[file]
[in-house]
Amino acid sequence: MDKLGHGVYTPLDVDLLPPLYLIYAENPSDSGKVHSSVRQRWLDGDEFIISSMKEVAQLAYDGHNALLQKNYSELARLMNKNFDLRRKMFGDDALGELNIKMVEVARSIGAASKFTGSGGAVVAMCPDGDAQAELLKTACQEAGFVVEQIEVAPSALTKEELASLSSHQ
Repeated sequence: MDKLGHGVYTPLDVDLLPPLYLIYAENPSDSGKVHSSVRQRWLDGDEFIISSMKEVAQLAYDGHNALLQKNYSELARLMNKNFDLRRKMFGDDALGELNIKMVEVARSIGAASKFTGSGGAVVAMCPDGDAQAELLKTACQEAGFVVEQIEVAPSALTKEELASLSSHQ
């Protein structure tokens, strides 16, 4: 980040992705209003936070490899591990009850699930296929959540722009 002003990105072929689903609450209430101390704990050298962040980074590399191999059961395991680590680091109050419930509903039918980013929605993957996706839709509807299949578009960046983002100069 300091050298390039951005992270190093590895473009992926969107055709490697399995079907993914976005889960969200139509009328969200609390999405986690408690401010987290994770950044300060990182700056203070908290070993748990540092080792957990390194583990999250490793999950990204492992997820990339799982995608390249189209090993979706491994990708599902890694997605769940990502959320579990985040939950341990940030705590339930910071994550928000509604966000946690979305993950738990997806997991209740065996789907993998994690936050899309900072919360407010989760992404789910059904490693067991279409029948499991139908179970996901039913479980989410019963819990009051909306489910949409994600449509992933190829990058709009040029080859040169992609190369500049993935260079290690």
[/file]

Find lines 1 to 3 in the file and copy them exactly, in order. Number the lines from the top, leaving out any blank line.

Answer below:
[in-house]
Amino acid sequence: MDKLGHGVYTPLDVDLLPPLYLIYAENPSDSGKVHSSVRQRWLDGDEFIISSMKEVAQLAYDGHNALLQKNYSELARLMNKNFDLRRKMFGDDALGELNIKMVEVARSIGAASKFTGSGGAVVAMCPDGDAQAELLKTACQEAGFVVEQIEVAPSALTKEELASLSSHQ
Repeated sequence: MDKLGHGVYTPLDVDLLPPLYLIYAENPSDSGKVHSSVRQRWLDGDEFIISSMKEVAQLAYDGHNALLQKNYSELARLMNKNFDLRRKMFGDDALGELNIKMVEVARSIGAASKFTGSGGAVVAMCPDGDAQAELLKTACQEAGFVVEQIEVAPSALTKEELASLSSHQ